Native American tribes have used it for centuries, as a shamanic plant that can create visions of an alternate world.

    "It is selling very well at the moment, a lot more in demand since the mushroom ban," said Chris Bovey, who runs a mail business firm in the south of England.

    As well as the traditional herbal mixes, both companies sell products like Salvia, a relative of sage, which provides a short, sharp "hit" of only a few minutes; and Kratom, a leaf from south-east Asia used as an opium substitute.

    More esoteric substances are Hawaiian Baby Woodrose Seeds, said to be more powerful than LSD. And there's the powdered Banisteriopsis caapi vine, the main ingredient in Ayahuasca or Yage. It's a sacred and ancient South American medicine said to have visionary qualities and "bought directly from Natives in the Amazon jungle under fair trade policies." It costs about $ for 50 grams.

    Bovey said consumers are broadly divided into two groups - older "hippie" types, used to smoking cannabis who were comfortable with smoking or ingesting exotic plants; and younger buyers seeking to replicate the "E" experience.

    He said there were some things he would never sell, such as Datura, or Thorn-Apple, both a poison and hallucinogenic, linked with several deaths in the United States, where it is a common plant.

    Despite all the exotic experiences attributed to the various substances, instances of addiction, abuse or harmful affects are almost non-existent.

    Britain's Home Office said yesterday that there was no present reason for the Advisory Council on the Misuse of Drugs to examine the legal status of any of the substances on the market.

    Nevertheless, DrugScope issued advice to students in London earlier this year cautioning that any drug that has a psychological effect can prove difficult to stop if used regularly.

    It added: "In general, very little is known about these substances. Proper controlled research is sparse, and therefore side effects and possible dangers when taken with other drugs, and even foods, is not known."

    Harry Shapiro, a spokesman for DrugScope, added: "The only real warning we would give is the same as that we offer to consumers of illegal drugs ... that people with mental health problems should not take them. That if you are anxious, worried or depressed, they may only make your condition worse, and that if you are going to experiment, do so in a safe and secure environment."

    Pubdate: Tue, 30 May 2006
    Source: Hamilton Spectator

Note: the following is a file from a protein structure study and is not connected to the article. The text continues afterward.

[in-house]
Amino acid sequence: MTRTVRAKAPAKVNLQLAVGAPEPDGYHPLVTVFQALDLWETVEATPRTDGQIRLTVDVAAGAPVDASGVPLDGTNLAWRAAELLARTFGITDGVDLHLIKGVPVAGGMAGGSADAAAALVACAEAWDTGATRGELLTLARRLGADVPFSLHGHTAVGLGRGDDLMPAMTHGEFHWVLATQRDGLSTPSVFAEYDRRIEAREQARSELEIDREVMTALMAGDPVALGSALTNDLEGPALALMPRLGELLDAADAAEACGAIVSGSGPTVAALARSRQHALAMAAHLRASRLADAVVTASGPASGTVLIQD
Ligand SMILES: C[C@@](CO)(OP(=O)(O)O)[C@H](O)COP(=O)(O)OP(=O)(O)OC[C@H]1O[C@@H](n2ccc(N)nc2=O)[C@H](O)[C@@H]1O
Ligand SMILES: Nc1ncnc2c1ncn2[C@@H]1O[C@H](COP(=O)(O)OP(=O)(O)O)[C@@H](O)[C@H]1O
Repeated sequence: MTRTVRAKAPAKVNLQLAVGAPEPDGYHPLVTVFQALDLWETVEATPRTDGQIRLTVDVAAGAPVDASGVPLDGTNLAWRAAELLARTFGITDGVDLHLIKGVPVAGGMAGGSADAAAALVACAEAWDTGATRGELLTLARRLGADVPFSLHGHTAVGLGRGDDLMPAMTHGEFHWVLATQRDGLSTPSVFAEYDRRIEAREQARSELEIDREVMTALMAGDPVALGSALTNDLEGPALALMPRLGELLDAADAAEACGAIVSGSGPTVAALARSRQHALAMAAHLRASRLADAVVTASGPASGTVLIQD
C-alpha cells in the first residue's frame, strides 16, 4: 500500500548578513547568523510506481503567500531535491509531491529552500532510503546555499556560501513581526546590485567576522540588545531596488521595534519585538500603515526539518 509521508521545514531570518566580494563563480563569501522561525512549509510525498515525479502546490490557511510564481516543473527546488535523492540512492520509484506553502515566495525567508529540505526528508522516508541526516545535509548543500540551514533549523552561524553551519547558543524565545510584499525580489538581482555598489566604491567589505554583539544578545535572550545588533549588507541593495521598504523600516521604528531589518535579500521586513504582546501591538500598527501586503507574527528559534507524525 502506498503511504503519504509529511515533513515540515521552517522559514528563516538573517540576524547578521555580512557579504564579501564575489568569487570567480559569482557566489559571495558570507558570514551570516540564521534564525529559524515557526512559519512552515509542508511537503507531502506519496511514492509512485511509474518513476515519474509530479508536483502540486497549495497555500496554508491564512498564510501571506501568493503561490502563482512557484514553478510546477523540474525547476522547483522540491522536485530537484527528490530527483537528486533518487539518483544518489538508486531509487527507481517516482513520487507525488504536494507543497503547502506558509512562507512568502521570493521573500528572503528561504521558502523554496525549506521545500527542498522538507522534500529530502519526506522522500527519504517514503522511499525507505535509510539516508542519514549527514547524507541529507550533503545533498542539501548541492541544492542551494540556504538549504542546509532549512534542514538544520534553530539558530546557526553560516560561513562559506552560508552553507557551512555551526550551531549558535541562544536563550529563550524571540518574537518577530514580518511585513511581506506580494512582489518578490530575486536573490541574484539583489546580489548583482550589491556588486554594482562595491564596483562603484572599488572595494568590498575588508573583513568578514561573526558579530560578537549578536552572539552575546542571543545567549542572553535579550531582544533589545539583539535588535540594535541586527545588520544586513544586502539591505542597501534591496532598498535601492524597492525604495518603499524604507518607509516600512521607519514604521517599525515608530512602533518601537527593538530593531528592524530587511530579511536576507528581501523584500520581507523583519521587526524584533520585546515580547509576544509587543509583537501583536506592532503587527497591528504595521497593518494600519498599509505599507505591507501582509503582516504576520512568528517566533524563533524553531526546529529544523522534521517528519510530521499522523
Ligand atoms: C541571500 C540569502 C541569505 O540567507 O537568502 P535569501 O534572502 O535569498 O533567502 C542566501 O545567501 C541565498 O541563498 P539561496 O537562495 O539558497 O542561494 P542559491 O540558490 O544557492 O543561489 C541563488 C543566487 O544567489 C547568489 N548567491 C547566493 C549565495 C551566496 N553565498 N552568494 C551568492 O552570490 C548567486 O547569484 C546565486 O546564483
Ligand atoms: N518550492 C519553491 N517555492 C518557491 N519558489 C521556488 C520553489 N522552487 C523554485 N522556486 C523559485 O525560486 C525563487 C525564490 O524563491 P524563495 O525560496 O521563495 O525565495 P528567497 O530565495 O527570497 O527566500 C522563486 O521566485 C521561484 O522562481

source mapt usa
  8. Abrad
    Yet another article about headshops and their piperizine pills. The beginning of the end?
  9. Alicia
    Well there gradually learning.
  10. Alfa
    Which newspaper was this in? It says mapt USA, but that is the news email service, not the newspaper. And what date?
  11. Abrad
    Did anyone see the the item on BBC News last night? It had an interview with one of the owners of the company making the "Funk" range of piperizine products as well as a video diary of some guy on PEP pills. The media are definetely getting in on this story now.
  12. turkeyphant
    Just shows once again that criminalisation does not work. People demand and the supply is created. I don't care what the media thinks about piperazines - they deserve some scrutiny and will probably survive as the government don't actually care.

    What bothers me is that since mushrooms were outlawed people are looking toward synthetic drugs such as phenethlyamines and tryptamines. Unfortunately, people are ordering these things off the internet with little or no knowledge and no incentive to research chemicals that have little history of human use. This will inevitably draw unwanted attention to chemicals with legitimate research uses.
  13. Abrad
    Here is the BBC news item from last night.
  14. Alfa
    Now the shit has hit the fan big time. I expect a lot of camera's to arrive in the Headshops in the coming weeks. Now it will be front page news. How long will it take before the Irish media will catch on?
  15. Lunar Loops
    Oh dear god, here we go again. It's like mushrooms all over again. How long before we get this sort of coverage here in Ireland? Our justice minister certainly won't be slow in banning anything he can (of course he has other problems of his own at the moment, but for how long?).

    Why would anyone who enjoys using 'legal highs' agree to appear on national TV news? Is it not obvious that this item is going to be negative in its' portrayal?

    Don't know whether I'm sad or angry really or just plain tired and emotional, ahh well I could always hit the auld bottle....the perfectly acceptable way to go....aaaaaaarrrrggggghhhhh.
  16. Alfa
    The board of the Ricoh Arena, Coventry has decided to cancel the UK Hemp Expo after the publicity about certain legal highs.
    The board was specificly unhappy with the attendence of an unnamed company.

    My guess is that this relates to the company which was the center of the media attention.